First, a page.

When he returned to Aberdare, he drove taxis for a while, sober for once, but usually fairly stoned instead. A couple of years ago he got a job shifting gear for bands. He was making a good living and doing something he enjoyed. He roadied for the Who and Roger Waters, amongst others. I saw him last on my birthday in 2007. We had a drink together in Kitty Flynn’s, in the lunchtime. My brother saw him back last summer; he’d moved to Grangetown, and was working on a building site. I emailed Liz, a mutual friend of ours, tonight. I hope she’s got his number so I can let him know about Tuesday. I don’t hold out much hope. He could be anywhere by now.
Peter lived the same lifestyle for years. He was a qualified painter and decorator, a very well-educated man, but his fondness for the booze caused him to wander from job to job, place to place, partner to partner, without any long-term stability. Mother and I cleared his bedsit today. We brought out two bags of clothes – mostly shirts bought from charity shops – and shoes, a handful of books, some shaving stuff and toiletries, umpteen packets of cigarette papers, a tiny pocket radio, a heap of loose change, and a stack of letters from the Department of Work and Pensions. It wasn’t much to show for fifty-nine years on the planet.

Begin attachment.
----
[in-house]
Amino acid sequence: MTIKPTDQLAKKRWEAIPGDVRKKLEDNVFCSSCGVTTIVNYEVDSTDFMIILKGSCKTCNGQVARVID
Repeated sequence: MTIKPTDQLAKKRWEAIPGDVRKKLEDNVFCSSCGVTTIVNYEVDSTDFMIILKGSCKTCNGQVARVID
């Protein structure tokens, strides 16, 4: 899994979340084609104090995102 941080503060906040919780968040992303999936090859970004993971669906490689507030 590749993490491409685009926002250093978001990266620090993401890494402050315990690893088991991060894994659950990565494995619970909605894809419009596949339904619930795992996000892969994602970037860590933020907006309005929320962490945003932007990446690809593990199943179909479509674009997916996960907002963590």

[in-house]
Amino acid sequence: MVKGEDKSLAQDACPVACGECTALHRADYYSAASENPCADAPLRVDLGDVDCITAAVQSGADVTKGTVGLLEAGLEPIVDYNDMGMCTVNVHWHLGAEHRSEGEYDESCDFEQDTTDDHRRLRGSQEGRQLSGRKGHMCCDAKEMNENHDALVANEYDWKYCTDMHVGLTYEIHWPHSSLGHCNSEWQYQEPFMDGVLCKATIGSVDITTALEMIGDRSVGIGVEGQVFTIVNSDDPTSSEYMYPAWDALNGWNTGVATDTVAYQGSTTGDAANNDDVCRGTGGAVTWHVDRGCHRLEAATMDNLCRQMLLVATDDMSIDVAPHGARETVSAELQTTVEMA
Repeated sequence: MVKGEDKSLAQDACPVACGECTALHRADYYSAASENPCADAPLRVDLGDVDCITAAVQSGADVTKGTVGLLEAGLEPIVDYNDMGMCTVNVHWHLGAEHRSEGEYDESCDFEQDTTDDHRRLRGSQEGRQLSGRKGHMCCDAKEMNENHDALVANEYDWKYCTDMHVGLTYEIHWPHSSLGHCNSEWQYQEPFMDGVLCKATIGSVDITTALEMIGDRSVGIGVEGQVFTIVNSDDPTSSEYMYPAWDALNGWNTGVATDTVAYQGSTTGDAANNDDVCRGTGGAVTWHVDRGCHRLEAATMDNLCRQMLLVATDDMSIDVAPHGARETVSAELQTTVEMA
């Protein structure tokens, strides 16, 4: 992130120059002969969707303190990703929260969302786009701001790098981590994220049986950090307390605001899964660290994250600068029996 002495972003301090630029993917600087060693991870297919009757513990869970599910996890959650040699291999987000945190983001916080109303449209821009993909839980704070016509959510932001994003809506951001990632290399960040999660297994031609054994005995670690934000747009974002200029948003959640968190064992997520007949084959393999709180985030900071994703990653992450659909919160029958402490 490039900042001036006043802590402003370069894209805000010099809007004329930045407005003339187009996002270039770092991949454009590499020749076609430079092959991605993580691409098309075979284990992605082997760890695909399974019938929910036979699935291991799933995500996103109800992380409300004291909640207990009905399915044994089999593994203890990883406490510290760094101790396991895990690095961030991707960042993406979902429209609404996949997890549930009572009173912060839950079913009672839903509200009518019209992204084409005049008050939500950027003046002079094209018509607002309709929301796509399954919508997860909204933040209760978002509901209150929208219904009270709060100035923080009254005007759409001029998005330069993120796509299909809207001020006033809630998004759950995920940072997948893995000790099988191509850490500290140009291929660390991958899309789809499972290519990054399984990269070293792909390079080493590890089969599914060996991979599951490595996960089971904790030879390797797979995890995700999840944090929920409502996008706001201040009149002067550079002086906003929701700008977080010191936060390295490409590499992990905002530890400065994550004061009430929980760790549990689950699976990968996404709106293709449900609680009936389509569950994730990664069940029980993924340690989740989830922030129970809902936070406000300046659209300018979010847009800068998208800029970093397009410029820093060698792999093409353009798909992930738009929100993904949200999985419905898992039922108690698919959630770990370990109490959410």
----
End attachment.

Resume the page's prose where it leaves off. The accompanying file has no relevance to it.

Peter wasn’t even sure if he and his wife were still married. He’d left that part of his life behind. He has a daughter somewhere, apparently. We don’t know anything about her – if she’ll be coming to his funeral on Wednesday, or whether she even knows that her father’s passed away.
I’m sitting at home typing this at just after midnight. In less than seven hours I have to get up for work. Not a hobble on a building site somewhere, sneaking out of the house before daylight in case one of the neighbours spots me and grasses me up to the DWP.
I’m talking about actual paid work, with tax and National Insurance, and a monthly train ticket of £90+ to buy in the morning. It pays my mortgage and my council tax and my utility bills and my food and my clothes, and leaves me a bit over to buy DVDs and books.